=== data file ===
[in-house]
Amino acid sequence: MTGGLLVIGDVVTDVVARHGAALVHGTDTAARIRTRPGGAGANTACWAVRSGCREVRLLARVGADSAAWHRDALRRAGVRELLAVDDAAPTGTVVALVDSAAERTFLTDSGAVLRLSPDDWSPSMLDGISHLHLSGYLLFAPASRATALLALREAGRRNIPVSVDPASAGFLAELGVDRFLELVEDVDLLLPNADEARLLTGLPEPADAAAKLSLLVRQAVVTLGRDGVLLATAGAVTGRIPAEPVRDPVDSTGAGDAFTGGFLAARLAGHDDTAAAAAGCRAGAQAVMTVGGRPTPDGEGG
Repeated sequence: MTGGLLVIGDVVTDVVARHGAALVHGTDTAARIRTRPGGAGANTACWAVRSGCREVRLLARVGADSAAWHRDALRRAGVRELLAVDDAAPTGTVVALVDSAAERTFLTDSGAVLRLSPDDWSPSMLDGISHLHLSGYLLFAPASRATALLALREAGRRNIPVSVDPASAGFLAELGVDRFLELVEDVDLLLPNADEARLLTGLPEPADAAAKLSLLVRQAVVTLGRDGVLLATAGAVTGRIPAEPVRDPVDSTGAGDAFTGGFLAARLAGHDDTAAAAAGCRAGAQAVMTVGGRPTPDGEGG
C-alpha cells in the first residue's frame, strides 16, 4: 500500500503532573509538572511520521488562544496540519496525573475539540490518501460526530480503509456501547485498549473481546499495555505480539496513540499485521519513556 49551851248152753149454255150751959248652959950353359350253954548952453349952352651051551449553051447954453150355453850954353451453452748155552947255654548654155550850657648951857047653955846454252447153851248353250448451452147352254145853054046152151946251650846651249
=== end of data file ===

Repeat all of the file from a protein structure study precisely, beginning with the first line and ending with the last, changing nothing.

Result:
[in-house]
Amino acid sequence: MTGGLLVIGDVVTDVVARHGAALVHGTDTAARIRTRPGGAGANTACWAVRSGCREVRLLARVGADSAAWHRDALRRAGVRELLAVDDAAPTGTVVALVDSAAERTFLTDSGAVLRLSPDDWSPSMLDGISHLHLSGYLLFAPASRATALLALREAGRRNIPVSVDPASAGFLAELGVDRFLELVEDVDLLLPNADEARLLTGLPEPADAAAKLSLLVRQAVVTLGRDGVLLATAGAVTGRIPAEPVRDPVDSTGAGDAFTGGFLAARLAGHDDTAAAAAGCRAGAQAVMTVGGRPTPDGEGG
Repeated sequence: MTGGLLVIGDVVTDVVARHGAALVHGTDTAARIRTRPGGAGANTACWAVRSGCREVRLLARVGADSAAWHRDALRRAGVRELLAVDDAAPTGTVVALVDSAAERTFLTDSGAVLRLSPDDWSPSMLDGISHLHLSGYLLFAPASRATALLALREAGRRNIPVSVDPASAGFLAELGVDRFLELVEDVDLLLPNADEARLLTGLPEPADAAAKLSLLVRQAVVTLGRDGVLLATAGAVTGRIPAEPVRDPVDSTGAGDAFTGGFLAARLAGHDDTAAAAAGCRAGAQAVMTVGGRPTPDGEGG
C-alpha cells in the first residue's frame, strides 16, 4: 500500500503532573509538572511520521488562544496540519496525573475539540490518501460526530480503509456501547485498549473481546499495555505480539496513540499485521519513556 49551851248152753149454255150751959248652959950353359350253954548952453349952352651051551449553051447954453150355453850954353451453452748155552947255654548654155550850657648951857047653955846454252447153851248353250448451452147352254145853054046152151946251650846651249